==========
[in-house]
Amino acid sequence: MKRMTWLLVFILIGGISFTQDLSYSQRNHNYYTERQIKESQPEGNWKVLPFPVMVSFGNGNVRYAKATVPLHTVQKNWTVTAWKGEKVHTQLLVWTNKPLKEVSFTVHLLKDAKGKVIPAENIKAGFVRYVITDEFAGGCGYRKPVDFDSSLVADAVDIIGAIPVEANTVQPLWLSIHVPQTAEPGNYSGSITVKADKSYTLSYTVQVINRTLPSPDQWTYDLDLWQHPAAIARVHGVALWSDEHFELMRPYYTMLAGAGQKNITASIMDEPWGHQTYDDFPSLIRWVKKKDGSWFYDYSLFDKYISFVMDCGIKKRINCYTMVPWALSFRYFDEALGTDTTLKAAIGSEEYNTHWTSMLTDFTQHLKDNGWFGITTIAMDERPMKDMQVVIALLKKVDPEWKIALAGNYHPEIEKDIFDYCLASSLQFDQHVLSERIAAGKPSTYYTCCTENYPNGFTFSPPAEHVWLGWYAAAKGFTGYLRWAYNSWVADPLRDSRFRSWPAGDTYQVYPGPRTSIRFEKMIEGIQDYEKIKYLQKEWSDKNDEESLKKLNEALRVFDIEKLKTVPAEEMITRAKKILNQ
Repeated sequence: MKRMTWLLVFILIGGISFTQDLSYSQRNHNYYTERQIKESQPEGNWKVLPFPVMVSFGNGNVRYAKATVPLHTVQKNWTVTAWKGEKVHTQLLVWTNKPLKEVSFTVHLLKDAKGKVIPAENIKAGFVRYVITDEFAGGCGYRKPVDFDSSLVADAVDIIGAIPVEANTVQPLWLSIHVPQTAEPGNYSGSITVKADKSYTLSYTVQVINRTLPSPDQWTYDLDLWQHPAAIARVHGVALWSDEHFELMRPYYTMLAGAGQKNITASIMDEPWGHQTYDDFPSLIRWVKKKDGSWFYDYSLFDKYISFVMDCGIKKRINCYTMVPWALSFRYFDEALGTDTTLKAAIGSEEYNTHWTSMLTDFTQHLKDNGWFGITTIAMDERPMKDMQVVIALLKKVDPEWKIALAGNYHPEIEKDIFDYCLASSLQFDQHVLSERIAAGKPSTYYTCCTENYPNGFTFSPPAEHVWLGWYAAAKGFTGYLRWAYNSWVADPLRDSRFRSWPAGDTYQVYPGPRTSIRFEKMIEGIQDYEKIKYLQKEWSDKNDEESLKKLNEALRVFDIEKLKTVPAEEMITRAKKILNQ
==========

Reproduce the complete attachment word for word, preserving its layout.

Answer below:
[in-house]
Amino acid sequence: MKRMTWLLVFILIGGISFTQDLSYSQRNHNYYTERQIKESQPEGNWKVLPFPVMVSFGNGNVRYAKATVPLHTVQKNWTVTAWKGEKVHTQLLVWTNKPLKEVSFTVHLLKDAKGKVIPAENIKAGFVRYVITDEFAGGCGYRKPVDFDSSLVADAVDIIGAIPVEANTVQPLWLSIHVPQTAEPGNYSGSITVKADKSYTLSYTVQVINRTLPSPDQWTYDLDLWQHPAAIARVHGVALWSDEHFELMRPYYTMLAGAGQKNITASIMDEPWGHQTYDDFPSLIRWVKKKDGSWFYDYSLFDKYISFVMDCGIKKRINCYTMVPWALSFRYFDEALGTDTTLKAAIGSEEYNTHWTSMLTDFTQHLKDNGWFGITTIAMDERPMKDMQVVIALLKKVDPEWKIALAGNYHPEIEKDIFDYCLASSLQFDQHVLSERIAAGKPSTYYTCCTENYPNGFTFSPPAEHVWLGWYAAAKGFTGYLRWAYNSWVADPLRDSRFRSWPAGDTYQVYPGPRTSIRFEKMIEGIQDYEKIKYLQKEWSDKNDEESLKKLNEALRVFDIEKLKTVPAEEMITRAKKILNQ
Repeated sequence: MKRMTWLLVFILIGGISFTQDLSYSQRNHNYYTERQIKESQPEGNWKVLPFPVMVSFGNGNVRYAKATVPLHTVQKNWTVTAWKGEKVHTQLLVWTNKPLKEVSFTVHLLKDAKGKVIPAENIKAGFVRYVITDEFAGGCGYRKPVDFDSSLVADAVDIIGAIPVEANTVQPLWLSIHVPQTAEPGNYSGSITVKADKSYTLSYTVQVINRTLPSPDQWTYDLDLWQHPAAIARVHGVALWSDEHFELMRPYYTMLAGAGQKNITASIMDEPWGHQTYDDFPSLIRWVKKKDGSWFYDYSLFDKYISFVMDCGIKKRINCYTMVPWALSFRYFDEALGTDTTLKAAIGSEEYNTHWTSMLTDFTQHLKDNGWFGITTIAMDERPMKDMQVVIALLKKVDPEWKIALAGNYHPEIEKDIFDYCLASSLQFDQHVLSERIAAGKPSTYYTCCTENYPNGFTFSPPAEHVWLGWYAAAKGFTGYLRWAYNSWVADPLRDSRFRSWPAGDTYQVYPGPRTSIRFEKMIEGIQDYEKIKYLQKEWSDKNDEESLKKLNEALRVFDIEKLKTVPAEEMITRAKKILNQ